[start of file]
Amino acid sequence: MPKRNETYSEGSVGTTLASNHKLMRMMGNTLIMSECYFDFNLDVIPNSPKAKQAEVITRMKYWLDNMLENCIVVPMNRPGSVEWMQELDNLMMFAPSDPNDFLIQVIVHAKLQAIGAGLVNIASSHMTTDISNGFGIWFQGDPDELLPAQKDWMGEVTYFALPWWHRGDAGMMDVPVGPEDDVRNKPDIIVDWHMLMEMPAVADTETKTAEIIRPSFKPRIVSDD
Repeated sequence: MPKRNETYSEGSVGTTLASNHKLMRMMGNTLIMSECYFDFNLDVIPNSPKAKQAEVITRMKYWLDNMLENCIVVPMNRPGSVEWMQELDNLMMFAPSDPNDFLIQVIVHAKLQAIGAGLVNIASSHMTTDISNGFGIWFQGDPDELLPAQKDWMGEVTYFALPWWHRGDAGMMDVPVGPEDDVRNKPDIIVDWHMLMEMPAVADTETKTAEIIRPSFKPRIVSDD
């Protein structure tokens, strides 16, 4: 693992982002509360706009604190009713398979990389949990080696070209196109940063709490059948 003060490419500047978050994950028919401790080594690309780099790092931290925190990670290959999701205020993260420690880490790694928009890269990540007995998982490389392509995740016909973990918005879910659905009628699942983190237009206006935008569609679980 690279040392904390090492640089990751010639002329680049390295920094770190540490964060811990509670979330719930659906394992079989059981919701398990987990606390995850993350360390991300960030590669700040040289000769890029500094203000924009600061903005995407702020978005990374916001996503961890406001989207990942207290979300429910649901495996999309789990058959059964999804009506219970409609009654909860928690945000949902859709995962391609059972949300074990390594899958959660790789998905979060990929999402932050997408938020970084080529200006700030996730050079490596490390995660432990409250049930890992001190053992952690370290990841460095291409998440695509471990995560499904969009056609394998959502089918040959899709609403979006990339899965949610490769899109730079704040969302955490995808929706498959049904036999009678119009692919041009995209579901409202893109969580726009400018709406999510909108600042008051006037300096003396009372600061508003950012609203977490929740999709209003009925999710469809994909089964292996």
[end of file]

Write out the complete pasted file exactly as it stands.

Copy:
Amino acid sequence: MPKRNETYSEGSVGTTLASNHKLMRMMGNTLIMSECYFDFNLDVIPNSPKAKQAEVITRMKYWLDNMLENCIVVPMNRPGSVEWMQELDNLMMFAPSDPNDFLIQVIVHAKLQAIGAGLVNIASSHMTTDISNGFGIWFQGDPDELLPAQKDWMGEVTYFALPWWHRGDAGMMDVPVGPEDDVRNKPDIIVDWHMLMEMPAVADTETKTAEIIRPSFKPRIVSDD
Repeated sequence: MPKRNETYSEGSVGTTLASNHKLMRMMGNTLIMSECYFDFNLDVIPNSPKAKQAEVITRMKYWLDNMLENCIVVPMNRPGSVEWMQELDNLMMFAPSDPNDFLIQVIVHAKLQAIGAGLVNIASSHMTTDISNGFGIWFQGDPDELLPAQKDWMGEVTYFALPWWHRGDAGMMDVPVGPEDDVRNKPDIIVDWHMLMEMPAVADTETKTAEIIRPSFKPRIVSDD
């Protein structure tokens, strides 16, 4: 693992982002509360706009604190009713398979990389949990080696070209196109940063709490059948 003060490419500047978050994950028919401790080594690309780099790092931290925190990670290959999701205020993260420690880490790694928009890269990540007995998982490389392509995740016909973990918005879910659905009628699942983190237009206006935008569609679980 690279040392904390090492640089990751010639002329680049390295920094770190540490964060811990509670979330719930659906394992079989059981919701398990987990606390995850993350360390991300960030590669700040040289000769890029500094203000924009600061903005995407702020978005990374916001996503961890406001989207990942207290979300429910649901495996999309789990058959059964999804009506219970409609009654909860928690945000949902859709995962391609059972949300074990390594899958959660790789998905979060990929999402932050997408938020970084080529200006700030996730050079490596490390995660432990409250049930890992001190053992952690370290990841460095291409998440695509471990995560499904969009056609394998959502089918040959899709609403979006990339899965949610490769899109730079704040969302955490995808929706498959049904036999009678119009692919041009995209579901409202893109969580726009400018709406999510909108600042008051006037300096003396009372600061508003950012609203977490929740999709209003009925999710469809994909089964292996």